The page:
This will help ensure that your Open Beta experience will be as smooth as possible.
Tom Clancy's The Division 2 Technical Test will be available to a select number of users on PC. PC players who are invited will receive an email on Wednesday, February 20th.
Access to the Technical Test for PC pre-orders is not guaranteed. Invites will be distributed at random to ensure a wide range of participants.
Tom Clancy's The Division 2 Technical Test will be available on PC only. The upcoming Open Beta will be available on all platforms from March 1 to 4. Stay tuned for more information about Open Beta on our beta page.
Players who join the Technical Test will be able to test all the content available in the Private Beta, except for Conflict, Endgame and Photo Mode.
Participants in the Technical Test will not be able to invite friends during the test.
Tom Clancy's The Division 2 Technical test is not under any Non-Disclosure Agreement.
We want to thank everyone involved in the previous testing phases for their passion and enthusiasm as we pave the road ahead for launch. Your feedback is very valuable to us. We are very excited for the future! Please join us on the Technical Test forums to discuss, give feedback, report issues and tell us about your experiences!
Thank you and see you in Washington, D.C. soon!
/The Division Development Team
Massive clearly learned a bunch over the course of the original Division’s live service and arguably its most important takeaway was the need for a solid endgame right out of the gate with the sequel. This has led to the team taking an “endgame first” approach with The Division 2 and it shows. What was discussed on yesterday’s stream made the game sound like two games in one. Players will play through the main story and get to level cap as they would in any one of these games, but what’s different this time around is that what awaits players once the credits roll honestly sounds even larger in scope than the main game before it.
Over the course of the main story you’ll slowly wrest control over the DC area away from the violent factions that have taken over. You’ll capture control points and take these factions head on in their Strongholds, but once you beat the campaign a new faction called the Black Tusk invades the city and these guys are serious business. They’re so successful in their invasion that they’ve kicked the factions you previously fought out of their Strongholds and back out onto the streets and this throws everything into chaos. All the control points you’ve captured and fast travel points unlocked over the course of the campaign reset. You’re basically pushed all the way back to your home base of the White House. It’s a sort of New Game+, in a sense.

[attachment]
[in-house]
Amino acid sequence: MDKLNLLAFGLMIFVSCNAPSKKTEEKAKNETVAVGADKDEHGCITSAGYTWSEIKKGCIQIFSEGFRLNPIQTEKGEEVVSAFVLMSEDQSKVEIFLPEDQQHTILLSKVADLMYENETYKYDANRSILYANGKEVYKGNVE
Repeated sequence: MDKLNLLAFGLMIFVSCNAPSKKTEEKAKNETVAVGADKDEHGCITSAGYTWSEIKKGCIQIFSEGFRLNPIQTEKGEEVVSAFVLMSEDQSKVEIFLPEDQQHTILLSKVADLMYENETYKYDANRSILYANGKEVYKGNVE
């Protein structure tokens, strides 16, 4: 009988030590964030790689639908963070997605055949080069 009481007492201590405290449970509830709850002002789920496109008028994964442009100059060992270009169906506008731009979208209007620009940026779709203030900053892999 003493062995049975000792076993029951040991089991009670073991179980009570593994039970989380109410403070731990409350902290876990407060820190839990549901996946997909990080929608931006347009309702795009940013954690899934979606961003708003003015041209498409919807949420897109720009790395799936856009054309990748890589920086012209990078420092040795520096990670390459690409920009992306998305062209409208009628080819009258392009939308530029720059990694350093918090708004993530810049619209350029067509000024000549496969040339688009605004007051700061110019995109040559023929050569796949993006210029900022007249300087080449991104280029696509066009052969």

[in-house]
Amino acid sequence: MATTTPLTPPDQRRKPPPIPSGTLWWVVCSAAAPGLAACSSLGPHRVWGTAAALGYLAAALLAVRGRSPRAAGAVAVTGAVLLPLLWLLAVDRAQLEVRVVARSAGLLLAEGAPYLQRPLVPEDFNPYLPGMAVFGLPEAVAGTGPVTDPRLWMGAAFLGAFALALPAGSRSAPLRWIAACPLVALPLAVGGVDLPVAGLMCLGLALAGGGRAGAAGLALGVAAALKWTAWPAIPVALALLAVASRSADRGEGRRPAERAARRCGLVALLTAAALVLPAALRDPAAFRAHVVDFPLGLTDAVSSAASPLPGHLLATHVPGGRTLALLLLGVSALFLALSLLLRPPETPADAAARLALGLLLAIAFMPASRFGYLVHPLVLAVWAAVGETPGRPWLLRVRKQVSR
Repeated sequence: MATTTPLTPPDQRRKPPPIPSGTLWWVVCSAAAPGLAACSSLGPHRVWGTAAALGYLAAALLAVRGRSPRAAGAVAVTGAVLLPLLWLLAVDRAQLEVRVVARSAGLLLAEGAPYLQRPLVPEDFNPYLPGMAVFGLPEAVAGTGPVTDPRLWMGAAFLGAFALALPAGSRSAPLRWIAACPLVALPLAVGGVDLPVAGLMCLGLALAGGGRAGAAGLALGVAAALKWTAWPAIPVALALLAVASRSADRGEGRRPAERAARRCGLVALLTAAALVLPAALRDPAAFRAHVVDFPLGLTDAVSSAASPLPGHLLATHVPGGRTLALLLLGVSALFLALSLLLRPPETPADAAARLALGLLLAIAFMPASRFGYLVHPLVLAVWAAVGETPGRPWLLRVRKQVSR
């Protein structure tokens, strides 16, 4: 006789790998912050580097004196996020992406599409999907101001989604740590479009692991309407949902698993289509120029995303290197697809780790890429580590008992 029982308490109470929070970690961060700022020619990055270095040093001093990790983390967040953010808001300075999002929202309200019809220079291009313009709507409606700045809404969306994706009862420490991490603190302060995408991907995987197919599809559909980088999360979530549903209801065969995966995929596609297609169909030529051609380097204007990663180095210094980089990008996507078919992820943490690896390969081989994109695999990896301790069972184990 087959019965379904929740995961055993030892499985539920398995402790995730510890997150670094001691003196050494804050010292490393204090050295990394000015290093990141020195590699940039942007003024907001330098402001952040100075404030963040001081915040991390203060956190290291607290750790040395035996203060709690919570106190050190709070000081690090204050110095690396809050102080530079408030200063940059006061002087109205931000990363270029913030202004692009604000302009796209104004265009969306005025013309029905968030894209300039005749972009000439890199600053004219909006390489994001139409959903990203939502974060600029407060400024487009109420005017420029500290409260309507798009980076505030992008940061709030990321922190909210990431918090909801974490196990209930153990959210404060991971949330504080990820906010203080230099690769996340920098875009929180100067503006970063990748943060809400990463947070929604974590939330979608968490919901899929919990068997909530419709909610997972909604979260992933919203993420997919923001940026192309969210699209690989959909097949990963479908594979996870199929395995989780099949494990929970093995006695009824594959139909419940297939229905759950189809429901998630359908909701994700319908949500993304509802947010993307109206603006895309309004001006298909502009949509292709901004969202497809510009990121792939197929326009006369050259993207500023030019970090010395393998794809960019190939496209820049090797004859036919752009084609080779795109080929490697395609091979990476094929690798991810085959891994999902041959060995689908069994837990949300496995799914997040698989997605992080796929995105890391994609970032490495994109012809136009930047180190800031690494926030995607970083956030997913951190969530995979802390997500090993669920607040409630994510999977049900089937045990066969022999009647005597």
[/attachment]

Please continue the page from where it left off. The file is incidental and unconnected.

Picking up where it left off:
Before you can start taking on the Black Tusk, you’ll need to choose from one of three Specializations. These include the Grenade Launcher, the Sniper Rifle, and the Crossbow. Each brings a different approach to combat and you’ll be able to switch between them.
The Division 2’s endgame experience takes place across five different World Tiers (four available at launch). Players of the original game will recognize the World Tier system, but there are some key differences in the way this system works. No longer can you just rapidly gear up and speed through to the highest tier. The progression is a bit more directed this time around.
Tiers 1-3 are unlocked by beating invaded versions of the game’s original three Strongholds, now taken over by the Black Tusk. Each Stronghold will be gated by a pair of missions and a Gear Score requirement. You can pick whichever of the three you want to go for first and once you beat the Stronghold you choose, you’ll be promoted to the next World Tier, and so on. As one can imagine, each tier is harder than the last and the Gear Score requirements for the next Stronghold go up until you’ve beaten all three of the game’s original Strongholds and unlock World Tier 4.
World Tier 4 introduces the Priority Target Network, which is a tiered set of Bounties. The regular game will feature Bounties you can spend Target Intel to unlock, but those found in the Priority Target Network will need to be tackled in sequential order and they get harder as you go along. The harder the target, the better the rewards. These bounties are built using a logic-based system that gives the targets a certain budget of points to spend on different gear and abilities based on their difficulty levels. It’s not purely random, but it should keep things fresh with differing targets.